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Lisa Haffner; nurse had blog about her cancer

It takes courage to stare down the disease that wants to kill you, and blog about it with humor and flair.

It takes courage to stare down the disease that wants to kill you, and blog about it with humor and flair.

Such was the bravery of Lisa Joan Haffner, 41, known online as "Little Lisa Lollipop," who died Thursday, Dec. 15, after fighting multiple cancers.

Ms. Haffner was 10 when diagnosed with Ewing's sarcoma, and 19 when a second bone cancer necessitated the amputation of her left leg.

A 1992 graduate of Bensalem High School, she earned her nursing degree from West Chester University in 1997. The following year, she joined Children's Hospital of Philadelphia, working in the same oncology unit where she had been treated as a child.

She used forearm crutches to get around, and demonstrated she could fend for herself. Her survivor's story was an inspiration to families and coworkers, her colleagues said.

"Everybody knew Lisa. She had a presence," said Sue Ogle, director of oncology and subspecialty nursing. "Her cancer and its effects were visible, but she didn't want people to hold the door for her. Even carrying IV bags and all the equipment, she outran us. Nothing got in her way."

Near the start of her 18-year career, Ms. Haffner was the primary nurse for Alex Scott, whose death in 2004 launched the Alex's Lemonade Stand charity for pediatric cancer research. In 2013, Ms. Haffner received the group's Pitcher of Hope Award.

Wearing a cap to cover the hair loss from yet another treatment, she accepted with playful humor.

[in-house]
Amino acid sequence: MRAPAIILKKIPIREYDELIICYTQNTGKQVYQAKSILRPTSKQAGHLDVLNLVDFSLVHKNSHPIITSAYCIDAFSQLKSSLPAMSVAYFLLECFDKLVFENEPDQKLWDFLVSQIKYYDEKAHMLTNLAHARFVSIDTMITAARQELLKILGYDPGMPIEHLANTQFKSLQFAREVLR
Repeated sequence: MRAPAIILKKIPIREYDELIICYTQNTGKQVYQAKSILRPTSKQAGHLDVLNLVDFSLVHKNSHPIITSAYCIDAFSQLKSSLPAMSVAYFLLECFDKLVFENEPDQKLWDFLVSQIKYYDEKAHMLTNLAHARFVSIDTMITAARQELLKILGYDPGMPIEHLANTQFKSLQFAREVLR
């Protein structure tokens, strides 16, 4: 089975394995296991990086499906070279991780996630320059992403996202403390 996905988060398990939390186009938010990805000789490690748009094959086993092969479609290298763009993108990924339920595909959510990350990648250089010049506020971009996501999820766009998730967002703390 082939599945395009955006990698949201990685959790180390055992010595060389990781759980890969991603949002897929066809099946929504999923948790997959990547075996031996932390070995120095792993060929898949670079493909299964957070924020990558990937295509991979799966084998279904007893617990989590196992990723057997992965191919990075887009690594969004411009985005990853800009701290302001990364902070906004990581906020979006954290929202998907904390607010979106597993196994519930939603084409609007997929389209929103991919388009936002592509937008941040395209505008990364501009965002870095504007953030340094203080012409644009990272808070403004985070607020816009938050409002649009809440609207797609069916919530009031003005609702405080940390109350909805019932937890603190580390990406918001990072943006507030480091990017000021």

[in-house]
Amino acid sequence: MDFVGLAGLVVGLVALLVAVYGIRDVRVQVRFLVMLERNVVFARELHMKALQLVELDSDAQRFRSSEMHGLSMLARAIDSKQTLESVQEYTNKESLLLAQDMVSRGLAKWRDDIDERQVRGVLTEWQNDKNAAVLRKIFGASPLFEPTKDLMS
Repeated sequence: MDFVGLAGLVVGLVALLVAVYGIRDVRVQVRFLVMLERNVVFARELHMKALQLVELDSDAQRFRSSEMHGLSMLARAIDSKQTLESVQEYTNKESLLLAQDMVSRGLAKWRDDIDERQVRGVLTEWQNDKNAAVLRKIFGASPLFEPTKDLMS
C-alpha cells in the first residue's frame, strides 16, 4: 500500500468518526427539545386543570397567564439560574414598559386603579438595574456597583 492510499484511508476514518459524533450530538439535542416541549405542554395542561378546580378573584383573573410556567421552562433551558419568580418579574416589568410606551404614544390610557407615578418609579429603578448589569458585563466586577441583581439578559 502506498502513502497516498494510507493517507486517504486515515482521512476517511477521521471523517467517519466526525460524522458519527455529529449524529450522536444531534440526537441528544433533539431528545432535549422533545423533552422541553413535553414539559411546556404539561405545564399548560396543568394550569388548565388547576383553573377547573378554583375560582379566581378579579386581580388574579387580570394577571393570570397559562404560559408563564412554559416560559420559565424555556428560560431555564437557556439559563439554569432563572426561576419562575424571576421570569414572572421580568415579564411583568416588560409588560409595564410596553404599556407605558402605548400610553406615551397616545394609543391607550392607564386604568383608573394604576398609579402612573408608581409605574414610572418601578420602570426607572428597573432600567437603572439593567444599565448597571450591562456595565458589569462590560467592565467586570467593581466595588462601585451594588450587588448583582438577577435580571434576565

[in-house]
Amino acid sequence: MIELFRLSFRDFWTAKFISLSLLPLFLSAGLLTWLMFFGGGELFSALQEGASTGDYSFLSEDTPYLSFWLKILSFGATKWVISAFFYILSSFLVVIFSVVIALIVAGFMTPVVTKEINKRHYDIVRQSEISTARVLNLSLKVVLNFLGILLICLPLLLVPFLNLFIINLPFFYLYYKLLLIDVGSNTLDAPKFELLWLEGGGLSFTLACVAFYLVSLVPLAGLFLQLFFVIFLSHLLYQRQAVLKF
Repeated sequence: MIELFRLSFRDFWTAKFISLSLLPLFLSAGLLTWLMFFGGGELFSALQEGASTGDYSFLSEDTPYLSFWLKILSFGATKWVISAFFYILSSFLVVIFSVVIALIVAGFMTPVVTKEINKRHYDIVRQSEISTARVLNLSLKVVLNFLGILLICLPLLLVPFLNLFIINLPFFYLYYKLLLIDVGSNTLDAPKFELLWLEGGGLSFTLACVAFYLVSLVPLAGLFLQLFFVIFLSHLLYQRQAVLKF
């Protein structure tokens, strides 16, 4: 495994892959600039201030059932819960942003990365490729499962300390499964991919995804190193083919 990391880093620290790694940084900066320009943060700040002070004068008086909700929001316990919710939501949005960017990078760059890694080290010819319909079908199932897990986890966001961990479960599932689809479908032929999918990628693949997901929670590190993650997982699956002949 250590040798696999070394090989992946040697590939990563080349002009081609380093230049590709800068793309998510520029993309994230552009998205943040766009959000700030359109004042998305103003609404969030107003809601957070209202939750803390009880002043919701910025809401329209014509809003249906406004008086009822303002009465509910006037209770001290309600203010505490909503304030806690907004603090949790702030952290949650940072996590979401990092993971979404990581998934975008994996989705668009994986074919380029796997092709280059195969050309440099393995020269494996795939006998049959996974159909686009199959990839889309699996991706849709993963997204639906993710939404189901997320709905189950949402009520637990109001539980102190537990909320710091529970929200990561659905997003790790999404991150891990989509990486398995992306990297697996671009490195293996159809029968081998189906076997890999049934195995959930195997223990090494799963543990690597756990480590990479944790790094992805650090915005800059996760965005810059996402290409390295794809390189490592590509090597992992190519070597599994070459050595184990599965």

"I lost my leg when I was 10," she said, recounting her story. "I haven't found it since."

Continuing in a serious vein, she observed, "We know there are times where we cannot control the outcome but we can control the experience."

Then, even as she told the audience about her "most scary" diagnosis - metastatic adenocarcinoma - she couldn't resist a quip: "What can I say? Cancer loves me."

Liz Scott, Alex's mother and co-executive director of the charity, said Ms. Haffner was a "phenomenal caretaker" who always got her daughter to laugh.

"It wasn't that she would come in and share her personal story," Scott said. "It was the fact that she was there and so positive. You just knew she understood."

The middle child of five daughters, Ms. Haffner is remembered by her family as a free spirit who "was determined to show she was capable of anything," said her sister Marita.

During a service trip to an orphanage in Mexico, she met Juan Dorantes, who became her husband. After struggling with pregnancy issues related to her cancer treatments, Ms. Haffner lost her first-born son, Rylan, after one day of life in 2010. Four years later, her son Owen was born.

One of her favorite movies was The Shawshank Redemption, said her sister, and she liked to quote its line, "Either get busy living, or get busy dying."

Ms. Haffner began her blog,, in 2013. She posted 74 entries that year, including many about her day-to-day life. In 2014, with the arrival of her son and a fresh cancer diagnosis, she cut back to 20 postings. In 2015, she posted three times.

There was one entry in 2016. Posted Monday by her family, "with utmost sorrow and grief," it announced her death.

In addition to her sister, Ms. Haffner is survived by her parents, Hermann and Eleanor, and sisters Andrea Lloyd, Karin Mascherino and Susan Haffner.

A viewing will be held from 5 to 8 p.m. Wednesday, Dec. 21, at L.A. DiGiacomo Funeral Home, 1055 Southampton Rd. An additional viewing will be held Thursday, Dec. 22, after 9:30 a.m., followed by a Funeral Mass at 11 a.m. at St. Ephrem Church, 5400 Hulmeville Rd., Bensalem. Interment is at Resurrection Cemetery.

Contributions in Lisa's memory and for Owen's care and education may be made through her blog or the Lisa Joan Haffner Memorial Fund, 824 N. Pennock St., Philadelphia 19130.